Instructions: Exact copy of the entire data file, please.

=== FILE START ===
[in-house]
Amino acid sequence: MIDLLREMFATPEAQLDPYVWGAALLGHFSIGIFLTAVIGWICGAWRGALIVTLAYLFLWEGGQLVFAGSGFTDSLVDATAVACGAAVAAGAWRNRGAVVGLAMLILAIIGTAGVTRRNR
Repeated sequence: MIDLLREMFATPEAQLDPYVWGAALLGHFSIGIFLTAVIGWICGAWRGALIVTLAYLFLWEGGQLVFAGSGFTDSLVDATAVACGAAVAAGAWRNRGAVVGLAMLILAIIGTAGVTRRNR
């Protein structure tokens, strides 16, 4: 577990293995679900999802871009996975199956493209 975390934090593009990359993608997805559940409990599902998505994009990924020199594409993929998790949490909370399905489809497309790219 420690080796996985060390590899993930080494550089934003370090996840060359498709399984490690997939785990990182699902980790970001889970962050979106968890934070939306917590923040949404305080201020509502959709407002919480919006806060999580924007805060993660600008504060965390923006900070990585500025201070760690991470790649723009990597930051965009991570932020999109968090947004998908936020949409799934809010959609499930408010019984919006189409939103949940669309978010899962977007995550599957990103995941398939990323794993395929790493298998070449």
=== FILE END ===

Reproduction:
[in-house]
Amino acid sequence: MIDLLREMFATPEAQLDPYVWGAALLGHFSIGIFLTAVIGWICGAWRGALIVTLAYLFLWEGGQLVFAGSGFTDSLVDATAVACGAAVAAGAWRNRGAVVGLAMLILAIIGTAGVTRRNR
Repeated sequence: MIDLLREMFATPEAQLDPYVWGAALLGHFSIGIFLTAVIGWICGAWRGALIVTLAYLFLWEGGQLVFAGSGFTDSLVDATAVACGAAVAAGAWRNRGAVVGLAMLILAIIGTAGVTRRNR
């Protein structure tokens, strides 16, 4: 577990293995679900999802871009996975199956493209 975390934090593009990359993608997805559940409990599902998505994009990924020199594409993929998790949490909370399905489809497309790219 420690080796996985060390590899993930080494550089934003370090996840060359498709399984490690997939785990990182699902980790970001889970962050979106968890934070939306917590923040949404305080201020509502959709407002919480919006806060999580924007805060993660600008504060965390923006900070990585500025201070760690991470790649723009990597930051965009991570932020999109968090947004998908936020949409799934809010959609499930408010019984919006189409939103949940669309978010899962977007995550599957990103995941398939990323794993395929790493298998070449």